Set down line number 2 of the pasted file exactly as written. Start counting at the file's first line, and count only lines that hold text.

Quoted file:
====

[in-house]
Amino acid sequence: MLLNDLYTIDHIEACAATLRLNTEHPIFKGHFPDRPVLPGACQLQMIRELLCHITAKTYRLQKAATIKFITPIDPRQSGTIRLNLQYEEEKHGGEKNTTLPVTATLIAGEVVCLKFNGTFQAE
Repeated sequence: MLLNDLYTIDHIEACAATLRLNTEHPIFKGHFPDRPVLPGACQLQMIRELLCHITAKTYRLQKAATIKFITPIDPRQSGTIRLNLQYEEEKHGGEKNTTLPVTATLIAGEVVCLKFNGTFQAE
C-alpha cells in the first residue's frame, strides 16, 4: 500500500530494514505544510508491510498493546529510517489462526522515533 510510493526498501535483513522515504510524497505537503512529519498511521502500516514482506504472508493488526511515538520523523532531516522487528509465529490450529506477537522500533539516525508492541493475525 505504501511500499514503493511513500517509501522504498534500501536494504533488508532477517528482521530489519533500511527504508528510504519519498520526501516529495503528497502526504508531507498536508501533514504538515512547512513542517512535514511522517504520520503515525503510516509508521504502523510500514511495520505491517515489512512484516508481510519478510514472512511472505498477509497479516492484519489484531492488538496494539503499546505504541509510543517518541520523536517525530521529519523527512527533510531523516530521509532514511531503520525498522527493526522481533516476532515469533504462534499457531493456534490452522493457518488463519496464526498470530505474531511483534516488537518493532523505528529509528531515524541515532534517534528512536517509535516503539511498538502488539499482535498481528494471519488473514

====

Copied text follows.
Amino acid sequence: MLLNDLYTIDHIEACAATLRLNTEHPIFKGHFPDRPVLPGACQLQMIRELLCHITAKTYRLQKAATIKFITPIDPRQSGTIRLNLQYEEEKHGGEKNTTLPVTATLIAGEVVCLKFNGTFQAE